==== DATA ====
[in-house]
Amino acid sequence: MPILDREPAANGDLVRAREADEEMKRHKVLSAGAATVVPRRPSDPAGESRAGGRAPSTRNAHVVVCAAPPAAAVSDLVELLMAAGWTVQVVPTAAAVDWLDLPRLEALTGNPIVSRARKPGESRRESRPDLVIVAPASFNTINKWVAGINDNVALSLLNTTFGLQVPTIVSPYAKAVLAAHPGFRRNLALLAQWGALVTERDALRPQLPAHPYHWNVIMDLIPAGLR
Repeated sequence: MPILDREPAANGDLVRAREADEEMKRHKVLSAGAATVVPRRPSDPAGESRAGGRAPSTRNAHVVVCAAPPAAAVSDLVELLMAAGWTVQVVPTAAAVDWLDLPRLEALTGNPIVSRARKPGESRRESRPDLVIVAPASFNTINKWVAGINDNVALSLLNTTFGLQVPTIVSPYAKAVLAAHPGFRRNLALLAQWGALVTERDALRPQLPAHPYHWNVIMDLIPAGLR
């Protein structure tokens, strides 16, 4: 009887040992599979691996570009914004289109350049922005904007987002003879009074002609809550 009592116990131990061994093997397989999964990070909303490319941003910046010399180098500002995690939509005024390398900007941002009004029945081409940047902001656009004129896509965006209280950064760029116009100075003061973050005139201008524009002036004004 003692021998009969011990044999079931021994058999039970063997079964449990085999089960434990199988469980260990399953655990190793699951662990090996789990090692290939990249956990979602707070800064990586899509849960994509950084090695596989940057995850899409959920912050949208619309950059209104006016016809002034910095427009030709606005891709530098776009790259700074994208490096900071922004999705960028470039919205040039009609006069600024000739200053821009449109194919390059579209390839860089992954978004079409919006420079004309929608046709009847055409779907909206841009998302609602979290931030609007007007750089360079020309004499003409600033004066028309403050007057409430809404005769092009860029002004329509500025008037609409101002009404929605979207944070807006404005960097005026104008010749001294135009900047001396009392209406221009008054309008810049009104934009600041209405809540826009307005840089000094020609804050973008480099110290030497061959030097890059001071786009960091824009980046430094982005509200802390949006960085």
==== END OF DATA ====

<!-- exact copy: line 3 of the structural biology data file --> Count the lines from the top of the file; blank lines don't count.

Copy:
Repeated sequence: MPILDREPAANGDLVRAREADEEMKRHKVLSAGAATVVPRRPSDPAGESRAGGRAPSTRNAHVVVCAAPPAAAVSDLVELLMAAGWTVQVVPTAAAVDWLDLPRLEALTGNPIVSRARKPGESRRESRPDLVIVAPASFNTINKWVAGINDNVALSLLNTTFGLQVPTIVSPYAKAVLAAHPGFRRNLALLAQWGALVTERDALRPQLPAHPYHWNVIMDLIPAGLR